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Plea made for volunteers, donations to help shelter homeless in subzero temps

Volunteers with the Salvation Army bring food into the Moorhead Armory Wednesday, Dec. 27. Minnesota Gov. Mark Dayton signed a declaration of emergency to allow Churches United for the Homeless to use the armory until Thursday, Jan. 4, as an overflow space for sheltering homeless people. Kim Hyatt / The Forum

MOORHEAD — Dangerously cold weather has prompted Fargo-Moorhead groups serving the homeless to ask for donations as well as trained volunteers to staff emergency overflow shelters.

"We can't turn away someone in this weather," said Lisa Richmond of Churches United for the Homeless.

Over the weekend, Minnesota Gov. Mark Dayton signed a declaration of emergency allowing the Moorhead Armory, 1005 15th Ave. N., to be used as a overflow homeless shelter from Wednesday, Dec. 27, until Thursday, Jan. 4.

Richmond said Dayton's approval to utilize the armory was "remarkable and unprecedented." Churches United sent out a request Wednesday for trained volunteers to help immediately at the armory.

Churches United and other shelters in Fargo-Moorhead have been trying to find overflow space since the temporary project Sheltering Churches ended last winter after six years in operation. The project was a collaboration of local churches offering space for overnight shelter staffed with trained volunteers.

This is the first winter without the project, and Richmond said Churches United is looking at a north Moorhead church to potentially serve as overflow space when the armory is no longer available after Jan. 4. Until a space is secured, the organization is handling overflow on a week-by-week basis, she said.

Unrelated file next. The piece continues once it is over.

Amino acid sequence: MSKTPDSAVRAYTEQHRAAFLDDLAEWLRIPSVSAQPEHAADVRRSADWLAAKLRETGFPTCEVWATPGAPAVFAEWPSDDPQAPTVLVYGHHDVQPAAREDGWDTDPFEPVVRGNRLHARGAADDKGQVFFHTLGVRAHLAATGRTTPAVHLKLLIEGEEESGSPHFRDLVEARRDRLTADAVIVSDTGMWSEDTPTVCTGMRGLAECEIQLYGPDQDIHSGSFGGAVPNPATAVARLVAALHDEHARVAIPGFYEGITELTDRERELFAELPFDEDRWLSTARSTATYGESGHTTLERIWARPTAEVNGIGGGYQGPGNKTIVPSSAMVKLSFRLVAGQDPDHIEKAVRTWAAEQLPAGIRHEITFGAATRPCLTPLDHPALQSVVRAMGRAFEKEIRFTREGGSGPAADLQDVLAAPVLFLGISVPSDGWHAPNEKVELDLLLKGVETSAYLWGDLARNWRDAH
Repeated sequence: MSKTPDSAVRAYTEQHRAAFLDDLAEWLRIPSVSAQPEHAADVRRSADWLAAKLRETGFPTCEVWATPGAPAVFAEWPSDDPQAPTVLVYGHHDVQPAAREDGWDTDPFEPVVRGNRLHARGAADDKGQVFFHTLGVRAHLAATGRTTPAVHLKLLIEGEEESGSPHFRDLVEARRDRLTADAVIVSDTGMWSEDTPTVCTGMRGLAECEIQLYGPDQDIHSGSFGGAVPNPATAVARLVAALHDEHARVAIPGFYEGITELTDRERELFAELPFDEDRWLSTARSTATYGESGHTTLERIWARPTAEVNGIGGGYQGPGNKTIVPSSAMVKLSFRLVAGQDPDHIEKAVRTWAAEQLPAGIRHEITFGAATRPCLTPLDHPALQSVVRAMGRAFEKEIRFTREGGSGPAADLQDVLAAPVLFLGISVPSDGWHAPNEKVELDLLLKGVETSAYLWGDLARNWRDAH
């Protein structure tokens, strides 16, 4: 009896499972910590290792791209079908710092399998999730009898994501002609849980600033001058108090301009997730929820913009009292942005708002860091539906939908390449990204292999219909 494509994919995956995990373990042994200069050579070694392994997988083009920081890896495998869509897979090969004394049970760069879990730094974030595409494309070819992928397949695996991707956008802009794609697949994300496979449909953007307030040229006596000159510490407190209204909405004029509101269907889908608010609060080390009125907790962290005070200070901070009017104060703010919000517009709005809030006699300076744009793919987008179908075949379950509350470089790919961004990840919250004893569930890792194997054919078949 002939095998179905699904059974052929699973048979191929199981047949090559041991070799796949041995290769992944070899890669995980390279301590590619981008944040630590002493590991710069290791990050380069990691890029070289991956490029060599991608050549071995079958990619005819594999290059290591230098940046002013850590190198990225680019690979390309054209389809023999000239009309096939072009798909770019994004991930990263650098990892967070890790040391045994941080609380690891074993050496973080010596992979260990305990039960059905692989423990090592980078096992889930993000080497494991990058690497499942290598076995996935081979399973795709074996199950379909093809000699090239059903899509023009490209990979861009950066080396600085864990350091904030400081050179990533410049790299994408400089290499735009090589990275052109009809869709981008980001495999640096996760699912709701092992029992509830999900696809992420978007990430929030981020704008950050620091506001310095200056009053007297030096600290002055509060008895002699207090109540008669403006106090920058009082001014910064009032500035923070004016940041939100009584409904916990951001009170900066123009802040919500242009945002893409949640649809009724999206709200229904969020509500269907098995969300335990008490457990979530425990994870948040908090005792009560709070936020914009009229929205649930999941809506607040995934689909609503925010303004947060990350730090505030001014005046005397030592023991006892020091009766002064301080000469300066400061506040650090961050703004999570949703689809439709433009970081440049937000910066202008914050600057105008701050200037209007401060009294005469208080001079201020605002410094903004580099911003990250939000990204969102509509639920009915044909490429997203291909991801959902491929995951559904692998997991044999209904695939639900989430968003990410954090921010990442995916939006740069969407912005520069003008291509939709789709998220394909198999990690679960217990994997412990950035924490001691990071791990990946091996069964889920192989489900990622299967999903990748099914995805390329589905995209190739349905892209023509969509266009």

"We really need that space from December through March every year, whether weather is this dramatic or not," Richmond said. "As a community, we need to agree that the need is not going to go away. We need to find a way to make it work."

Richmond said Churches United is looking for a space that's about 2,880 square feet to serve as an overflow shelter for up to 40 men and women. For now only men can stay at the armory because no trained women volunteers have signed up to help, she said.

In Fargo, another group seeking help as a result of the cold is Fraser's Stepping Stones Resource Center. The drop-in center for youth is looking to raise $25,000 immediately to fund extended hours due to the harsh weather.

The center is normally open 8 a.m. to 8 p.m. Monday through Friday, with no weekend services.

However, by Tuesday, Jan. 2, the center will offer overnight emergency shelter from 10 p.m. to 7:30 a.m., said Amy Tichy of Fraser. Weekend services will also be provided from 8 p.m. to 7:30 a.m. Saturday and Sunday.

To fund the overnight shelter, Fraser is looking to raise enough money to cover the additional costs of staff, food and supplies. But Tichy said the group will find a way to provide overnight services whether the fundraising goal is reached or not.

"There are too many people out there in the cold, and it's way too cold," she said.

Kim Hyatt

Kim Hyatt is a reporter with The Forum of Fargo-Moorhead and a 2014 graduate of the University of Minnesota Duluth. She started her newspaper career at the Owatonna People’s Press covering arts and education. In 2016, she received Minnesota Newspaper Association's Dave Pyle New Journalist Award and later that year she joined The Forum newsroom.

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